Planning Interdisciplinary Research

Course content

Are you developing a project proposal, planning a thesis in development research or just tired of your MSc level grant applications not being funded?

Planning Interdisciplinary Research, addresses the challenges of preparing for fieldwork and collection of empirical material with an emphasis on what can broadly be termed 'development research'. The course requires students to compose a proposal for a research study,  preferably focusing on natural resource management and governance, and in preparation for their MSc thesis.

The course is tailored to second year MSc students. During the course, it is an advantage with support from a disciplinary supervisor (e.g. the MSc thesis supervisor), as is prior identification of a topic area. We will consider traditional disciplinary projects as well as explore the possible synergies and pitfalls of planning and conducting interdisciplinary research. Teaching activities will guide students to critically access their own projects through careful attention to philosophy of science and disciplinary scientific practices. The course is therefore particularly relevant for students who seek to develop research projects that use insights and data collection methods from different disciplines within the social and natural sciences. 

Students’ research proposals must incorporate a literature review, a clear statement of research questions and hypothesis to be tested (as appropriate), an outline of proposed methods including analytical approach (i.e. identification strategy – as appropriate) and an assessment of the risks and ethical issues involved. The literature review is expected to contain a critical appraisal of the assembled material and must be produced to journal standard. Methods must consider research design, sampling strategy, identification strategy (as appropriate) and considerations about benefits and disadvantages of different methods/models. Identification and assessment of risks and ethical issues are essential to ensure that projects are carried out safely and with due regard to other people and the environment. The values of scholarship are addressed through evaluation of published scientific literature and student peer reviews of proposals produced during the course.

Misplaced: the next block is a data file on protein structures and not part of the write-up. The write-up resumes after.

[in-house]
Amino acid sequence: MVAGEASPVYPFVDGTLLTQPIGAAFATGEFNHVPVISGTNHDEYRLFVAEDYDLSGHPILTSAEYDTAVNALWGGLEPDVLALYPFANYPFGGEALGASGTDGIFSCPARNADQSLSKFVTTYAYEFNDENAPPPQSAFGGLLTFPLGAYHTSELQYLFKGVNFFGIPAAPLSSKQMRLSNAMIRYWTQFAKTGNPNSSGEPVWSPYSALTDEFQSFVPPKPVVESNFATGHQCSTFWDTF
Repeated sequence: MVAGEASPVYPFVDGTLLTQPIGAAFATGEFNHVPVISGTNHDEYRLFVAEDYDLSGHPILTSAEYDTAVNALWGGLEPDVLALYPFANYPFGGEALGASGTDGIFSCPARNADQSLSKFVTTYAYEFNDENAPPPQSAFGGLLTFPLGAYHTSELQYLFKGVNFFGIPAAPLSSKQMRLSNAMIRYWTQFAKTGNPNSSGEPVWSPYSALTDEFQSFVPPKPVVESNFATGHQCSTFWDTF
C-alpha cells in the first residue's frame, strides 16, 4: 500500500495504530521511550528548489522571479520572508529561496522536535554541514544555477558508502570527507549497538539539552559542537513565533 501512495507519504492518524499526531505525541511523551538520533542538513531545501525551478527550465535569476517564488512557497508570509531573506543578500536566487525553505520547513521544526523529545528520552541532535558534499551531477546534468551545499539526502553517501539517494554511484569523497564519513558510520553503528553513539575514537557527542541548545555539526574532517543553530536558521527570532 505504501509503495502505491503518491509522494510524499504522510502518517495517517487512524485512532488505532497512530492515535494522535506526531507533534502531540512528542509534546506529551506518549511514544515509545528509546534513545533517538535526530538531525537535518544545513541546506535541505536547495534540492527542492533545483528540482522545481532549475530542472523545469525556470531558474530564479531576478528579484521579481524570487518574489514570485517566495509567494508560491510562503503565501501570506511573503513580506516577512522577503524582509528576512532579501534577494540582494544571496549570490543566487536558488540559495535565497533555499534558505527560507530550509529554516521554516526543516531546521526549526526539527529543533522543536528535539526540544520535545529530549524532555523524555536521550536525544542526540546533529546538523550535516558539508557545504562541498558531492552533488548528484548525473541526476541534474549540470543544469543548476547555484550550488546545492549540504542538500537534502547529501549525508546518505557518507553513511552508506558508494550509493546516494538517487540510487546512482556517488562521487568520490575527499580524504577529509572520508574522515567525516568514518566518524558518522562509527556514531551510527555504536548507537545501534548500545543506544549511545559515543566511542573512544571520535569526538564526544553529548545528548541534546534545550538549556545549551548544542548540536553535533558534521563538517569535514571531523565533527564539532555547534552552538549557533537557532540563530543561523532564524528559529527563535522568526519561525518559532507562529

Education

MSc Programme in Environment and Development
MSc Programme in Forest and Nature Management
MSc Programme in Sustainable Forest and Nature Management
MSc Programme in Forests and Livelihoods 

Learning outcome

The aim of the course is to provide tools for, and experience with, systematic design of research projects. Presentations from teachers mainly use examples from research within natural and social science aspects of natural resources management and governance, but the principles apply generally. An additional important aim is inculcation of the values of scholarship: inquiry, reflection, integrity, open mindedness, evidence-based thinking, and collegiality.

 

After completing the course the students should be able to:

 

Knowledge:

Reflect on the quality of research designs.

Argue cogently and think critically within the parameters of a particular academic discipline.

 

 

Skills:

Identify and apply the core elements of a research proposal, including critical discussion of literature and problem identification, development of research questions and hypothesis (as appropriate), determine data requirements, and select appropriate methods for data collection and analyses.